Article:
Full house night at the Royal Festival Hall to listen to the new hot guy, Daniil Trifonov, before he is coming to London to do a residency next year with the LSO. The piano star playing Tchaikovsky Piano Concerto No. 1 was the selling point but the main point of the programme, framed into the Stravinsky cycle the LPO is doing this year, was a couple non-mainstream works: Stravinsky arrangement of a couple of rare numbers from Tchaikovsky’s Sleeping Beauty (plus a famous one) and Stravinsky own ballet The Fairy’s Kiss.
This was the second Diana Damrau London visit in two weeks, this time to sing Strauss Four Last Songs with the London Philharmonic Orchestra with Antonio Pappano. But before that we got an interesting performance of Elgar Alassio. Even if the work is supposed to be Italy inspired it doesn’t really sound Italian. However it is an interesting musical piece showing Elgar mastery on orchestral color. Pappano remarked the work lightness which fit well as a prelude to Strauss music.
Another snowy day in London and another super concert. And this came as a surprise: I hadn’t listened before to Vasily Petrenko neither to Sergej Krylov. The selling point for me for this concert was the two suites from Ravel’s Daphnis et Chloé, one of my favorite works. First work, first surprise: Stravinsky’s Pulcinella, a work that can sound too naive if played focusing on the neo-classical aspects of it acquired a totally new dimension under Petrenko baton.
Overall this was a good concert. Mikhail Agrest conducted the London Philharmonic Orchestra with a good sense of the Russian tradition, not as dark as Jurowski but still incisive and steep. Opening with Khachaturian’s Adagio from Spartacus was not a good preamble, as the work it quite boring and doesn’t work well out of context. The young Russian pianist Andrey Gugnin took the stage to perform a very nice Rachmaninoff Piano Concerto No.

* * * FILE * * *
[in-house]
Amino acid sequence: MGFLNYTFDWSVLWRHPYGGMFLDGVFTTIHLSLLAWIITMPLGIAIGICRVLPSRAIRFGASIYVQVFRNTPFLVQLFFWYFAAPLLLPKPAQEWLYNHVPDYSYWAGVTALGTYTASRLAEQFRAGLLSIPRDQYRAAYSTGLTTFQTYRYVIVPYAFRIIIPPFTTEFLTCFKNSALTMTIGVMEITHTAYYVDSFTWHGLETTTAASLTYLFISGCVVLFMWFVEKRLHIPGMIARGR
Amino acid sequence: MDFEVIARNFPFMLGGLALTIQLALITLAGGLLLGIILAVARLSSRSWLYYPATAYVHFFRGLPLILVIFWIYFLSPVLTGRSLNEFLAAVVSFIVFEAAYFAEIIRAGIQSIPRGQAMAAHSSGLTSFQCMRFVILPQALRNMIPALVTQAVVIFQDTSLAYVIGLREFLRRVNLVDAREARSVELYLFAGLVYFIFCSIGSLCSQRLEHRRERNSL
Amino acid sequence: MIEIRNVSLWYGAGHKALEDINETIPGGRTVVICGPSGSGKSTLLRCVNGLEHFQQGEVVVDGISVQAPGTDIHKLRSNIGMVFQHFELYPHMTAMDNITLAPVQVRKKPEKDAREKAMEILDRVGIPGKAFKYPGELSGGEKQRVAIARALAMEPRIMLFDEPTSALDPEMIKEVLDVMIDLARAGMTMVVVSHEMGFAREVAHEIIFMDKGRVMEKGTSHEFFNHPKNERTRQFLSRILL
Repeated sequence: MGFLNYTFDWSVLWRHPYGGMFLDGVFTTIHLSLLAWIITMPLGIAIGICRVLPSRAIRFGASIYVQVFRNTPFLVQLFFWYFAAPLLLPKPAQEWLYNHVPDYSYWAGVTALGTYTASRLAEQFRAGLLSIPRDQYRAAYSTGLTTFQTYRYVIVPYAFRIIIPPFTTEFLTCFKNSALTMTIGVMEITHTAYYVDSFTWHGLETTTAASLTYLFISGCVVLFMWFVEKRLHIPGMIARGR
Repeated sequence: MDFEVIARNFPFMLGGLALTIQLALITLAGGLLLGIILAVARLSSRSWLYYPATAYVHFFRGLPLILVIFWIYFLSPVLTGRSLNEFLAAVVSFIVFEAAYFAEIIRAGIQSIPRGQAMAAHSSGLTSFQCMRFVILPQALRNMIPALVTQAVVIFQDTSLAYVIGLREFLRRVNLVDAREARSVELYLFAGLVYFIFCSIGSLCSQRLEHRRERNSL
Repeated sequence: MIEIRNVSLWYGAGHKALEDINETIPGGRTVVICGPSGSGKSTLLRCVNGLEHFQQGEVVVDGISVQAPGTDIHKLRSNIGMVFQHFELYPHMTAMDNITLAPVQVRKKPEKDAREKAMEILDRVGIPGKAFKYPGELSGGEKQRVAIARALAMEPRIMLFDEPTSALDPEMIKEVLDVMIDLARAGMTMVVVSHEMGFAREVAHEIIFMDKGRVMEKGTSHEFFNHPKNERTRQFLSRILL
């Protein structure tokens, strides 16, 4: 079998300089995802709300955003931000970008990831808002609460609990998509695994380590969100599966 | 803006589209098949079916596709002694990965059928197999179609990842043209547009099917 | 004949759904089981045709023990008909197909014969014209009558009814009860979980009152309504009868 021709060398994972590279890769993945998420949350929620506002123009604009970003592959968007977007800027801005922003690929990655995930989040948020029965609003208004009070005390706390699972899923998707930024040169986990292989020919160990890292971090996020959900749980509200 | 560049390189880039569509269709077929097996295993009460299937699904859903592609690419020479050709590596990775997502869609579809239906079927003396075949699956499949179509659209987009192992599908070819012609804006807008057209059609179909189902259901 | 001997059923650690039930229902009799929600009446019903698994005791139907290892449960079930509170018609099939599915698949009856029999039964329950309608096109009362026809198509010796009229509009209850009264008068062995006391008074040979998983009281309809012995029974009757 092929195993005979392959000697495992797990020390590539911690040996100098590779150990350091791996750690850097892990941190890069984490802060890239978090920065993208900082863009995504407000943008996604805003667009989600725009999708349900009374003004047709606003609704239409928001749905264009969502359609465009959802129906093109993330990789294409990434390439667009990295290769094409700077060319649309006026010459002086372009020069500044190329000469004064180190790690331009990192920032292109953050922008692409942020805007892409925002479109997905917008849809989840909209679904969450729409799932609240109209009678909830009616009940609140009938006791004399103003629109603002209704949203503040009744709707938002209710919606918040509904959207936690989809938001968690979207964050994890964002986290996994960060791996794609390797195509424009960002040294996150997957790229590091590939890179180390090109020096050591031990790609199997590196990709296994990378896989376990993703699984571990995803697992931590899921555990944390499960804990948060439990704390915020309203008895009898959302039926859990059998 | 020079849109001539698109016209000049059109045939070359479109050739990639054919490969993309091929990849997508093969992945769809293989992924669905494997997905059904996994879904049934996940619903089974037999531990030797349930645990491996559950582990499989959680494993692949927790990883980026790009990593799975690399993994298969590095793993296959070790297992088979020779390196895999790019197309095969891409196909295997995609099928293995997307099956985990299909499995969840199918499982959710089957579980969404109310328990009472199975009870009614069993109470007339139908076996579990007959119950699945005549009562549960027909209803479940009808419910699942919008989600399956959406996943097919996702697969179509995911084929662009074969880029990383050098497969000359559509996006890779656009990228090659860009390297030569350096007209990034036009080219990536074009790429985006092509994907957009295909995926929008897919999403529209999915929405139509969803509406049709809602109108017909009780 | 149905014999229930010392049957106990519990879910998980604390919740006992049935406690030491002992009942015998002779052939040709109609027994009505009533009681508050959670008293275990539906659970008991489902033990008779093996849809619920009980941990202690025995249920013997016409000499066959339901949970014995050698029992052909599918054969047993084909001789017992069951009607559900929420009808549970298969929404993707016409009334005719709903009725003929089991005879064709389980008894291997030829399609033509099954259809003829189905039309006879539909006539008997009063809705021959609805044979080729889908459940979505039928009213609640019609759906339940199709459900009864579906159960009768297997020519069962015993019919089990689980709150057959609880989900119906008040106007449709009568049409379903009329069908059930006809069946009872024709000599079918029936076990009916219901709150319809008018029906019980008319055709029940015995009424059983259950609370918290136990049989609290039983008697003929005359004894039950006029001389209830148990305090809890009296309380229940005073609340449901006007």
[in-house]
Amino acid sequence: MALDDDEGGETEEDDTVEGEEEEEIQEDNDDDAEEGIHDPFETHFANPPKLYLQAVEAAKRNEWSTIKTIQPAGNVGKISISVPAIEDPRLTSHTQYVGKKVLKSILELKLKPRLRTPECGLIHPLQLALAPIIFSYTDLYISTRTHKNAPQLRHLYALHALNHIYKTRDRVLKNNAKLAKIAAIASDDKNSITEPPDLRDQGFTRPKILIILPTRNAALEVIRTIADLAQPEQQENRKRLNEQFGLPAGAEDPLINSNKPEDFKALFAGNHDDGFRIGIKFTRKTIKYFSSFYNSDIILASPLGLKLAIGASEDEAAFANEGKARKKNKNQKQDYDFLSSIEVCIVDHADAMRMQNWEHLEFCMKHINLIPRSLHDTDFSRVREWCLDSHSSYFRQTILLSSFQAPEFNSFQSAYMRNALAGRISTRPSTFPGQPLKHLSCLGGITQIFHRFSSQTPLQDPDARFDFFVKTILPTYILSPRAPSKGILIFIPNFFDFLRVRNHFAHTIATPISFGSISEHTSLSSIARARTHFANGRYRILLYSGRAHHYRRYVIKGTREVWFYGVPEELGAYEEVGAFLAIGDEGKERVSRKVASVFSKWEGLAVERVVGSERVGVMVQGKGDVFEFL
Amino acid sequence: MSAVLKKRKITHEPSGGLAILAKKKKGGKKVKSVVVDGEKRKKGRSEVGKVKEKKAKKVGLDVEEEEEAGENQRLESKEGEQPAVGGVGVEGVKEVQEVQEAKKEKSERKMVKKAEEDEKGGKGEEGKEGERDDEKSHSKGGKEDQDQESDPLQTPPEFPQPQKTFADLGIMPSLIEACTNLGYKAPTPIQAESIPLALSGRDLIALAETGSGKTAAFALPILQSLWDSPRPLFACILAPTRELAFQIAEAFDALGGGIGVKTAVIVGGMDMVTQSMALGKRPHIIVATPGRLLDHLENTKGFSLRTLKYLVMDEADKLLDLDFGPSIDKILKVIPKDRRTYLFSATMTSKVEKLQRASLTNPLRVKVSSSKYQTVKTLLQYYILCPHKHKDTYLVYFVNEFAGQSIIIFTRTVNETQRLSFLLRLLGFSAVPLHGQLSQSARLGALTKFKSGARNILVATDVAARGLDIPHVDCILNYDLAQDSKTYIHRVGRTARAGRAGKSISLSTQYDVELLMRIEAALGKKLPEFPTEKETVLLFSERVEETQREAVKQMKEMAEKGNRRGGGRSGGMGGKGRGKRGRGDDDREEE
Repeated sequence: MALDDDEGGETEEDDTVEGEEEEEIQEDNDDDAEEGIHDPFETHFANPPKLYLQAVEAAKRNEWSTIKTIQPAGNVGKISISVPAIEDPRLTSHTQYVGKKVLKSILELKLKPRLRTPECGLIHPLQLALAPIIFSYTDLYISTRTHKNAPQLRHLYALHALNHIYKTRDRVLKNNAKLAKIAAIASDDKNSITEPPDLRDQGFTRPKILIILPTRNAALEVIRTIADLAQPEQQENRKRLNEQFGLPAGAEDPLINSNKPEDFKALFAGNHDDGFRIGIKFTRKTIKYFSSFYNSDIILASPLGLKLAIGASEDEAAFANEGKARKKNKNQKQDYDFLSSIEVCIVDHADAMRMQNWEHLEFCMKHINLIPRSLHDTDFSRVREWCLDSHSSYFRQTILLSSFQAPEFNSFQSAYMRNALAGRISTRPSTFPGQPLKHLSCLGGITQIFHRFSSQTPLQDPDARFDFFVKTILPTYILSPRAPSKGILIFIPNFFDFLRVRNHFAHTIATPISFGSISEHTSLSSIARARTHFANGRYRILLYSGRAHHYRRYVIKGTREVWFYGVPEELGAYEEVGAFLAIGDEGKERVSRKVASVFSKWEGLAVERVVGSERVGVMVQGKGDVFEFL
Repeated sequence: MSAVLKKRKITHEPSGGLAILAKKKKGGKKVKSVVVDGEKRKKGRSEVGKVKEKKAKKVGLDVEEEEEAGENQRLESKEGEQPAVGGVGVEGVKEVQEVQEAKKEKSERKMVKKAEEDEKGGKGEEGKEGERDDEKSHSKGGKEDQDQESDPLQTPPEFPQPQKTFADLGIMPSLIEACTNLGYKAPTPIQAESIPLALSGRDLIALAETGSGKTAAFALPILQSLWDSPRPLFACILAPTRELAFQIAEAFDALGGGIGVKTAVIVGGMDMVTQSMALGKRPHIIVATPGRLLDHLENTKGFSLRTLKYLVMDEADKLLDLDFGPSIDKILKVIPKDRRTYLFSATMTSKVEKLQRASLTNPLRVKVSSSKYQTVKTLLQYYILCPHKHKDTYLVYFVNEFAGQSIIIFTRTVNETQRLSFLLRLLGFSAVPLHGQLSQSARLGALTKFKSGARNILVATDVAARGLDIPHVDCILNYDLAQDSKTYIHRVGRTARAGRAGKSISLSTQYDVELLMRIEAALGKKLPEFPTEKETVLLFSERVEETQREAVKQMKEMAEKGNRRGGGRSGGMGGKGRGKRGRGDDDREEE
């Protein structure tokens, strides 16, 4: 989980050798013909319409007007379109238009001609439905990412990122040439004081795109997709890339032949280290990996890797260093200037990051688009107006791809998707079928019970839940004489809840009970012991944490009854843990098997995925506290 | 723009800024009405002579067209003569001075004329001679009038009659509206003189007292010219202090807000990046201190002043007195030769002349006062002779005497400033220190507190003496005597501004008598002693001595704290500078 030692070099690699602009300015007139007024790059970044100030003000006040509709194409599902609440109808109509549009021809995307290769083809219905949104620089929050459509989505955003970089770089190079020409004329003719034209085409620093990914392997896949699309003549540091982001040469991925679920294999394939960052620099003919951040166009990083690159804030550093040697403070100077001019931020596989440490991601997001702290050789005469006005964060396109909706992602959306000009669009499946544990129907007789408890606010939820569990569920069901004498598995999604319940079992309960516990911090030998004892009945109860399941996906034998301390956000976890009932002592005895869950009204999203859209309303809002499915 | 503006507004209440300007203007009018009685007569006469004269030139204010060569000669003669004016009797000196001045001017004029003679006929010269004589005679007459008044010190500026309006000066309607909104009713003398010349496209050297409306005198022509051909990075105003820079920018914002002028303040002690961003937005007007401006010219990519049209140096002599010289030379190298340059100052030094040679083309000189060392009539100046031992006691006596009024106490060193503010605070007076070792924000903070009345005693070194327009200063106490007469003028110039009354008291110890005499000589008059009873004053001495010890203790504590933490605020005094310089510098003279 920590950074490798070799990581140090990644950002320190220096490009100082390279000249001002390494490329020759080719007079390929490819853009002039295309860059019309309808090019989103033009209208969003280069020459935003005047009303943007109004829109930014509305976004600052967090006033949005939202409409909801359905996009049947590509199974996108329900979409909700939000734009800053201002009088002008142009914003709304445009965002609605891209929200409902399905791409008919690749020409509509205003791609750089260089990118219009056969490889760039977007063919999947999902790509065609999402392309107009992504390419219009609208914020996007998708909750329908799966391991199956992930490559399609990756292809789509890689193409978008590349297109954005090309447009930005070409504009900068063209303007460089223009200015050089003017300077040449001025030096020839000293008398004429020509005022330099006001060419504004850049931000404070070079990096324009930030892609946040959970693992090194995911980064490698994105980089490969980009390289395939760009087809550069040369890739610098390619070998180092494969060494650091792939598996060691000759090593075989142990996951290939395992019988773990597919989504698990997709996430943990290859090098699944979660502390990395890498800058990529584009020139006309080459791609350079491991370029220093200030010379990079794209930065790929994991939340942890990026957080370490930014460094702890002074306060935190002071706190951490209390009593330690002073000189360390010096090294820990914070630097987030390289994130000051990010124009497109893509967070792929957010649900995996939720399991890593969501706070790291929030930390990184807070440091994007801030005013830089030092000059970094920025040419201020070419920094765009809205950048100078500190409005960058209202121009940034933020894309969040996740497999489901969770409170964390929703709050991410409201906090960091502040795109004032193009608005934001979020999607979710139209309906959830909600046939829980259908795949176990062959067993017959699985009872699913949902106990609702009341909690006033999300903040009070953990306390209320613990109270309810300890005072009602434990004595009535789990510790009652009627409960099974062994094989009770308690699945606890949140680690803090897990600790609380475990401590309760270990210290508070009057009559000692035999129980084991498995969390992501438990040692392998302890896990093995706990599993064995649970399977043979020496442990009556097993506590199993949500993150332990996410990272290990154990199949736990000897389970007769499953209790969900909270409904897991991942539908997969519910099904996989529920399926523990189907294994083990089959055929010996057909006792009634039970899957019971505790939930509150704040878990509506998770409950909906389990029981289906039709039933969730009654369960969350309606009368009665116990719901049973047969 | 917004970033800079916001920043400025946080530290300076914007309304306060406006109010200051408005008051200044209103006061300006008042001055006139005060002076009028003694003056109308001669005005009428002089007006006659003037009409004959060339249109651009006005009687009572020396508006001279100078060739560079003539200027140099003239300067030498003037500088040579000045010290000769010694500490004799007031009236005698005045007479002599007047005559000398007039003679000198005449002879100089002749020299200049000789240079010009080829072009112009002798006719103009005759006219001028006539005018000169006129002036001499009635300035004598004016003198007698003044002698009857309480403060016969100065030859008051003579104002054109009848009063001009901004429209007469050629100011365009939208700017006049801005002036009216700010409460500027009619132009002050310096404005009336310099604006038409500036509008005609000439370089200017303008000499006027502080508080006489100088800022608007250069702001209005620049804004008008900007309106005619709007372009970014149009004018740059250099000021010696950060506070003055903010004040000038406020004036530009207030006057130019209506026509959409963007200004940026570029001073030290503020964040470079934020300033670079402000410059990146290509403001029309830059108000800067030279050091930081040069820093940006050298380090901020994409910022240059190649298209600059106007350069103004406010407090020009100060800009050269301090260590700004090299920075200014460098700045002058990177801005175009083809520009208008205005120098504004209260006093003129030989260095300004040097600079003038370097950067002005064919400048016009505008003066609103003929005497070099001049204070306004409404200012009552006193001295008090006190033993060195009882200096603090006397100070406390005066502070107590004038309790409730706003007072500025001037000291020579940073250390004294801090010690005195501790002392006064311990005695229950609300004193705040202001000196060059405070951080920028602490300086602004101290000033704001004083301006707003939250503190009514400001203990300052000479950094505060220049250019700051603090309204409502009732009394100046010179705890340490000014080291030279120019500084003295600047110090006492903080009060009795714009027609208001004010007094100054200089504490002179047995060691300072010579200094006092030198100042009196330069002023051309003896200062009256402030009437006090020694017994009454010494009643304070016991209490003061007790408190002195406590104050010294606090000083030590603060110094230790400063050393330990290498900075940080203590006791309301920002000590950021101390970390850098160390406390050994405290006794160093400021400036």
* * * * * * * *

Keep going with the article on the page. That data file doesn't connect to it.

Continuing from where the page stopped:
Ute Lemper + Monty Python + RuPaul’s Drag Race = Meow Meow. This could be a definition of what the Australian artist is: a mix of classical, Weill, Piazzolla, Ferrer and Gainsbourg music in Cabaret style with a lot of humor, performance and provocation. Doing a show with a big orchestra as the London Philharmonic Orchestra is hard you want to keep it fresh. Because you cannot really improvise if you need 80 musicians to follow you but you cannot either keep it to rigid that sounds like a classical music concert.
London Philharmonic Orchestra 3rd concert of its London season. It was a very interesting programme with an unusual coupling: Beethoven 3rd piano concerto and Rossini Stabat Mater. The originally announced conductor, LPO Principal Guest Conductor Andrés Orozco-Estrada, was long time ago replaced by Carlos Miguel Prieto. But another last-time (24 hours before the concert) replacement happened: Hannes Minnaar, the young rising star pianist, withdrew for family reasons and got replaced by a younger rising star: Frank Dupree
Opening the season with a non very known opera by a non very popular here Romanian composer was a risky venture. Probably the most audacious from the London big five (LSO added the Enigma to its only English opening to make it more pleasant to classic audiences). And it went well. Very well. The concert at the Royal Festival Hall was a reprise of the one they did at Enescu Festival in Bucharest earlier this month, just with more rehearsals.
All Russian composers, except for the Britten but all Russian themed works. Beforehand it was a very interesting programme with new (as newly heard) works, works of stunning beauty, not-so-frequent-works and spectacular works that are better listened live. It started with Stravinsky’s Funeral Song, one work just rediscovered and “premiered” less than one year ago in Russia. It was a very nice work, less stravinskian than expected and maybe too academic but full of great ideas.